Six hours of being officially able to comfortably say I’m on the young half of my twenties. Once that rolls over, I’ll hit 26 and then we won’t be able to play any fun games with truncating or rounding anymore. Luckily I think I’m still in the prime of my life. I never quite understood that, the prime of your life occurs whenever you want it to. I don’t really feel like I’m in my prime, at least, not physically. Still going ahead and putting a whole suite of other things ahead of my body and my physical health. I don’t exactly regret it, but I’m also hitting that point where I really should start evaluating that a little more seriously.
As always with my birthday, Thanksgiving thoughts are in the air. Thanksgiving is quickly becoming my favorite holiday, because it’s becoming the real-est holiday. Or maybe I’m just reading more and more and realizing that my experiences aren’t all that unique? I don’t really need a justification honestly, so it’s fine either way. Anyways, let’s talk about why I love it:
No religious background. While that doesn’t exactly prevent people from adding their own in (more on that later), by default there’s nothing about Thanksgiving that has this ancient, forced overhang. I can ignore it with all the other big holidays too (Easter, Christmas, etc) but not even having to pretend is just so nice.
Everyone loves food is pretty hard to deny. There’s really two central themes here: gratitude and food. Decoupling them seems pretty optional, if not outright discouraged most of the time. Which, to be quite explicit, is A-OK with me. I’m not a foodie or anything like that, but it’s pretty hard to deny getting excited over those dishes. It’s one of the few times I myself go out and try cooking something fancy. Not anything complicated or difficult, but something that requires me to go an extra couple steps and present a meal, rather than just food.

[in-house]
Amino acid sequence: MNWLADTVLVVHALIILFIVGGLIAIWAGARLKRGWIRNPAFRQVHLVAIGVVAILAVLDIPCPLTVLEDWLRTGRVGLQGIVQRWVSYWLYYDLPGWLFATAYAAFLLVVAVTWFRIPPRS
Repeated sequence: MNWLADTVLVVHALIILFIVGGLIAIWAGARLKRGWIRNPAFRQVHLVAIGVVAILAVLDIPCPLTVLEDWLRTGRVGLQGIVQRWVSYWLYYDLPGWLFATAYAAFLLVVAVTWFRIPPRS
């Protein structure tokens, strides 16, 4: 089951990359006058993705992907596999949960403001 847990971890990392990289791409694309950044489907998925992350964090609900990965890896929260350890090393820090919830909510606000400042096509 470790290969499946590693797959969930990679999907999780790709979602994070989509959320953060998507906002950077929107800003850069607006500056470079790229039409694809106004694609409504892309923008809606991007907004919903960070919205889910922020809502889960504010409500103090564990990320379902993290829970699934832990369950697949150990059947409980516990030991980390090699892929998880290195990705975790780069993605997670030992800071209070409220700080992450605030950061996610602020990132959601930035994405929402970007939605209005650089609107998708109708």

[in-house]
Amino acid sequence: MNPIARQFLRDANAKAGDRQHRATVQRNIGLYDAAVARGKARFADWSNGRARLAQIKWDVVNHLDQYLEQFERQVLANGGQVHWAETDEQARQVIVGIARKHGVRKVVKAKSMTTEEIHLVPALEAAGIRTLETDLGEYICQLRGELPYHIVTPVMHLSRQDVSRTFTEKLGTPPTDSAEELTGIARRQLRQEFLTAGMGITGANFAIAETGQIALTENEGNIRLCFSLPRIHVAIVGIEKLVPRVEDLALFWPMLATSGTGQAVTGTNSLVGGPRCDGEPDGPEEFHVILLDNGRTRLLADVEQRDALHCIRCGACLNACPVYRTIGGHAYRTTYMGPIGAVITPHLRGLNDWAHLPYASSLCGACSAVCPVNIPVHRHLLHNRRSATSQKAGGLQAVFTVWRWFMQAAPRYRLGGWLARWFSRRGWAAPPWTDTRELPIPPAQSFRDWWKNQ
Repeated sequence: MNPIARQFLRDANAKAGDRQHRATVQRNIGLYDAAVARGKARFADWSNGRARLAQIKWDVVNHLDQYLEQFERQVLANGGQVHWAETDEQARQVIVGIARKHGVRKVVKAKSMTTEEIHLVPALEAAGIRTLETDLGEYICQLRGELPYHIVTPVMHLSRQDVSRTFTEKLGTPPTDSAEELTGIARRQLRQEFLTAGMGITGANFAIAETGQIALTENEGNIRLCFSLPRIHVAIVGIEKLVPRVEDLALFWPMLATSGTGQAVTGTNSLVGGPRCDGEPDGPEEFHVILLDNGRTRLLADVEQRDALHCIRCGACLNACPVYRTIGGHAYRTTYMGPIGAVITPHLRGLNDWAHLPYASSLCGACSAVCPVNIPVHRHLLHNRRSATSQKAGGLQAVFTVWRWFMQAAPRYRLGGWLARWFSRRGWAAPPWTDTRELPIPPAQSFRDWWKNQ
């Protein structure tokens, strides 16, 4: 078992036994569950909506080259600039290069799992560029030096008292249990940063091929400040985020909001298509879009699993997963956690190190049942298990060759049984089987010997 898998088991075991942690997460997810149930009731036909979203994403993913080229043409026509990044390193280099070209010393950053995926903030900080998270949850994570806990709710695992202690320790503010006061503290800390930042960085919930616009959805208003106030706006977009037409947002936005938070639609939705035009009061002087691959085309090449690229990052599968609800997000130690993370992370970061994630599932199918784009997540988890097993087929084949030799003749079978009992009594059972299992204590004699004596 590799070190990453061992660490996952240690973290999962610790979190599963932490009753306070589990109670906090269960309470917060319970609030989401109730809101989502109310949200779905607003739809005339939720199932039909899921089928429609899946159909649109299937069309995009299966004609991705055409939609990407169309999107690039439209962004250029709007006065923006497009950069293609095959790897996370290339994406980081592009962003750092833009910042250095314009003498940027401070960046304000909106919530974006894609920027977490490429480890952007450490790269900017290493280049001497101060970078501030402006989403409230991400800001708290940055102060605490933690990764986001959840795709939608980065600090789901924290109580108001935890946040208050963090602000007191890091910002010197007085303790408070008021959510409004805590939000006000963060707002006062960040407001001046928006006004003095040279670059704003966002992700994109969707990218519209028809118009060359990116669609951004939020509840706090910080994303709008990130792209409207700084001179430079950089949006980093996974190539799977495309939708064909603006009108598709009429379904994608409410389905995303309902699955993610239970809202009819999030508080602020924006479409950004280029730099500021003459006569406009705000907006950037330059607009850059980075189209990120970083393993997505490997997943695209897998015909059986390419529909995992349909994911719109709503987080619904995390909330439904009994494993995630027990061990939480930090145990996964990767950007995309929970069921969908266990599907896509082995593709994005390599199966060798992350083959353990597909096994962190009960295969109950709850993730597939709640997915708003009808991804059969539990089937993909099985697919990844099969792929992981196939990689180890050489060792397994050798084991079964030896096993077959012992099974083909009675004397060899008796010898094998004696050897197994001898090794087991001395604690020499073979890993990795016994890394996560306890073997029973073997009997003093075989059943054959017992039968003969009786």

Everyone hates Thanksgiving. Now we’re getting to the fun stuff. My entire social feed lacked stories on how to enjoy, thrive, or make the most of this holiday with your family. Instead, it was filled with stories on how to get by, survive, or make excuses with your family. If they’re writing like this in the newspaper, it makes me feel like my family rifts aren’t the biggest thing in the world, they’re just another step in life. It certianly makes me feel way less guilty about not flying all the way across the country in order to … well, do whatever it is.
Friendsgiving is a real thing, as a result. Is it a generational thing? Is it caused by social media? Or is just simply a result of so many people moving away from their hometowns? Regardless, celebrating holidays with your friends instead of your family is now the popular go to move. Being able to simply agree on all of the above in a public context is so empowering. The last few years I’ve gotten to meet some pretty awesome people and just relax in a pretty unique context.
But now Thanksgiving is over, and I get to think about being 26 again. Except 26 is just a number, so I guess I don’t really care. I mostly think about being old as a concept, and what that means. They say it takes seven years to really master something. That is approximately how much time I’ve spent in electrical engineering land, but I’m still really just a… hmmm. Not sure what I’d say I am, definitely not novice, but somewhere just above apprentice perhaps? Regardless, there is one chunk of mastering time complete.
How many do I have left? Six or seven? What do I spend them on? How do I pick? How will I know I’m picking the right ones? Even if I do pick the right things, will the order be correct? There are somethings you can’t do at 20, and there are things you can’t do at 50. I think I know which is which, but only for some, not all of them. Also, how much time do I need to spend on maintenance? If I don’t touch something I’ve mastered for seven years, how much is left? I’m not actually that worried about the last point. I effectively gave up reading for pleasure for nearly a decade (high school through last year). It took about a year, but we’re back in action again.
happy holidays, y’all